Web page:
Queen bids a ‘sad’ farewell to Britain’s largest operational warship
HMS Ocean has covered more than 450,000 nautical miles in her 20-years of service.
The Queen waved goodbye to the Royal Navy’s largest operational warship following a decommissioning ceremony in Plymouth.
HMS Ocean, or the Mighty O as she is affectionately known, has been sold to the Brazilian navy for £84 million following 20-years of service.
She most recently carried out humanitarian work in the Caribbean following the devastation caused by hurricanes Irma and Maria in British overseas territories.
The Queen – lady sponsor of the helicopter and amphibious assault craft – paid tribute to the “unique and remarkable vessel” during a speech at the formal decommissioning ceremony at Devonport Naval Base.
“We are gathered here in Plymouth today, in the midst of this city’s rich maritime heritage, to say farewell to this unique and remarkable vessel, and to reflect on her considerable achievements,” she said, from a dais on the jetty.
“Throughout her life, HMS Ocean has been at the forefront of global operations; bringing together the men and women of the Royal Navy, Royal Marines, Army and Royal Air Force in their common purpose of defending our Nation’s interests and spreading peace and prosperity across the world.
“It is a testament to the unique nature of this ship and her crew that her success on operations as an amphibious helicopter carrier, in Sierra Leone, Iraq and Libya, has been matched by her capacity to deliver vital humanitarian aid, from the very beginning of her career to her final deployment last autumn.
“With three generations of naval officers in my family, I recognise the significant demands that have been placed on all those who have served in the ship over the last two decades, as well as the contribution of their families and loved ones.
“As you all prepare to move on to new challenges I know that like me, you will always treasure your memories of HMS Ocean.
“The Lord High Admiral, The Duke of Edinburgh joins me in wishing you well in your future endeavours.
There was a 21-gun salute when the Queen – wearing a coat and dress by Stewart Parvin, hat by Rachel Trevor-Morgan and a diamond paisley brooch – arrived and departed the naval base.
She was guest of honour at the decommissioning ceremony, along with the head of the Navy, First Sea Lord Admiral Sir Philip Jones, and more than 500 of the ship’s company and their families.
The Queen’s colour – a double-folded silk White Ensign with crown and Royal Cypher – was raised on the ship.
Members of HMS Ocean’s company were presented to the Queen for inspection before the parade removed their hats and gave ‘Three Cheers for Her Majesty’.
Merlin, Chinnok, Sea King and Wildcat helicopters then performed a flypast.
The Queen was then driven up onto the ship, where she was hosted to lunch cooked by chef Carl Tester from Plymouth.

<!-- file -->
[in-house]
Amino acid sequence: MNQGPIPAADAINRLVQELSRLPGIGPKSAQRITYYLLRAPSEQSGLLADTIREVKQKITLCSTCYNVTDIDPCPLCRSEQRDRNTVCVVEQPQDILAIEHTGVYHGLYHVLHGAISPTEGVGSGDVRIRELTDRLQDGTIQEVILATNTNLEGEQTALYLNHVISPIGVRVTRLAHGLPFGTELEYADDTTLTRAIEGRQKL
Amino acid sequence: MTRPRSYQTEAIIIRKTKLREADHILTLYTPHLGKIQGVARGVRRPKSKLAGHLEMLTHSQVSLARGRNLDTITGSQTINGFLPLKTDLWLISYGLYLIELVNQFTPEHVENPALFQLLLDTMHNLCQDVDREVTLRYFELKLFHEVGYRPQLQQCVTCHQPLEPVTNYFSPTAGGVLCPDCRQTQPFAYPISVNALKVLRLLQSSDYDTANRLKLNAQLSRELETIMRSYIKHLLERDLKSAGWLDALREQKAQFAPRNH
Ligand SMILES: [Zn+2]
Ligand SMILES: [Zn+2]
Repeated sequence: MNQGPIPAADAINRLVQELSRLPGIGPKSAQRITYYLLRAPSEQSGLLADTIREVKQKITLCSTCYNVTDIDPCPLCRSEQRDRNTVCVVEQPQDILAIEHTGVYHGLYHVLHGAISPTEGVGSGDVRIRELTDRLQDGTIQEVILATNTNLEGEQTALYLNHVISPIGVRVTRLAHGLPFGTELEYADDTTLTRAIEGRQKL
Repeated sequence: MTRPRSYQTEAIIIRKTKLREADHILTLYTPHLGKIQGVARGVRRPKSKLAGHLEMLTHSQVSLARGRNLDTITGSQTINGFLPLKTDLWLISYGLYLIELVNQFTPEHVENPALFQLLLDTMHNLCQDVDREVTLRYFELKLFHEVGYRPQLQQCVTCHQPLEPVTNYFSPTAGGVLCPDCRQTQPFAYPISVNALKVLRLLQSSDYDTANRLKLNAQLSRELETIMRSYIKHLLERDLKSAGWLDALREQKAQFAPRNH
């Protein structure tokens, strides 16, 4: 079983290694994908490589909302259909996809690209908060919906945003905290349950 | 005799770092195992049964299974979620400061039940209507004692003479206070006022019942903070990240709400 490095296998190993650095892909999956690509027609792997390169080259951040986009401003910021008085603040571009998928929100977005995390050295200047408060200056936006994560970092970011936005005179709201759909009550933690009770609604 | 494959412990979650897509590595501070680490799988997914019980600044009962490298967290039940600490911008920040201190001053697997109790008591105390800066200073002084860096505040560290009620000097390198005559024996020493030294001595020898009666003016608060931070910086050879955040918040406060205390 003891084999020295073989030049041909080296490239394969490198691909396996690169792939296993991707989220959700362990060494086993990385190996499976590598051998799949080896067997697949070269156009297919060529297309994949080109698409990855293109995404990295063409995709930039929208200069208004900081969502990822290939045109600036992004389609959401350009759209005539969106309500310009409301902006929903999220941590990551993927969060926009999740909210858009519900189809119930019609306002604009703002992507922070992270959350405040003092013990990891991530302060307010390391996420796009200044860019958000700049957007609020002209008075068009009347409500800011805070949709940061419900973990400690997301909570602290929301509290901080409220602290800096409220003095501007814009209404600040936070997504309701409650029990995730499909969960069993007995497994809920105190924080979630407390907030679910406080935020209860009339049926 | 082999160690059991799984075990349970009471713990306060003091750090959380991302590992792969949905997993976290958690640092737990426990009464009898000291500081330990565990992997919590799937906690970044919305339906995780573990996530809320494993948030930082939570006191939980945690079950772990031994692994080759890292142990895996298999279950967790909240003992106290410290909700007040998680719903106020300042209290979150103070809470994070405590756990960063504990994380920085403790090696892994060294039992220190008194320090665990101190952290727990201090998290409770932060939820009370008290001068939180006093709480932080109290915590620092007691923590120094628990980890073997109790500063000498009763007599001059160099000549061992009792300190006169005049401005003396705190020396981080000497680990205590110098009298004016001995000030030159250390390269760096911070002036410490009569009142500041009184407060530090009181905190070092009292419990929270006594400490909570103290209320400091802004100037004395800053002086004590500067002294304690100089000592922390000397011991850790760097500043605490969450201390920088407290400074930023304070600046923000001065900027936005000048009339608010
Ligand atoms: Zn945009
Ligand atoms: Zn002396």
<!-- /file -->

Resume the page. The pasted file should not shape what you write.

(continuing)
“I’ve cooked for lots of top people including the First Sea Lord, the top man in the Navy, which is big enough,” he said.
“But the Queen is the peak of my career. You don’t get any more important than that.”
The starter was gin and tonic cured pollock, followed by roasted loin of Dartmoor venison and a dessert of layered white chocolate and vanilla panna cotta.
Following the private lunch, the Queen attended a reception on HMS Ocean with the ship’s crew and their families.
Her Majesty The Queen today officially bid a fond farewell to HMS Ocean as the Royal Navy's 'Mighty O' was...Posted by Royal Navy on Tuesday, March 27, 2018
She spoke with Marretta Coleman, 65, from County Antrim in Northern Ireland. Mrs Coleman was at the decommissioning ceremony with her son, Lt Commander Gareth Coleman, 36, who lives in Newport, south Wales.
“She said it was such a sad day for the ship,” Mrs Coleman said. “She also said that it was lovely to see the families here today.”
HMS Ocean was commissioned in 1998 and members of the original company were present at the decommissioning ceremony.
Chief petty officer Paddy Ashe, from Belfast but now living in Yeovil, Somerset, introduced his wife Sarah and daughter Philippa, 18, to the Queen.
“When I came to the commissioning ceremony, my wife was pregnant with my daughter,” CPO Ashe, a survivor of the Atlantic Conveyor sinking in the Falklands, said.
“The Queen said ‘she was an Ocean baby’. It was a privilege to meet her.”
Chief petty officer Andrew Margerison added: “It is a very sad day to be honest. It has had such illustrious service, in conflicts and humanitarian operations around the world so to see it go today is very disappointing.”
Chief petty officer Sharky Ward, from Gloucester, brought his parents Trudy Paul and Melvin Ward to the decommissioning ceremony.
“I said to the Queen that it’s like an addiction this ship – I can’t stay away. She smiled,” he said.
“This is my fourth draft on the ship in 10 years. I was honoured and flattered to make her smile. It’s not every day you get the chance to shake hands with the Queen and make her smile.”
The Queen was presented with the official decommissioning book for the ship, as well as gin distilled from water made onboard.
Commander Nick Wood, the ship’s second-in-command, described HMS Ocean as her company’s “home when we are away”.
“But while we will miss HMS Ocean we mustn’t let emotion cloud the bright future for the Royal Navy or stand in the way of progress,” he said.
“The ship that replaces HMS Ocean, HMS Prince of Wales, is much larger and has greatly increased advanced capability.”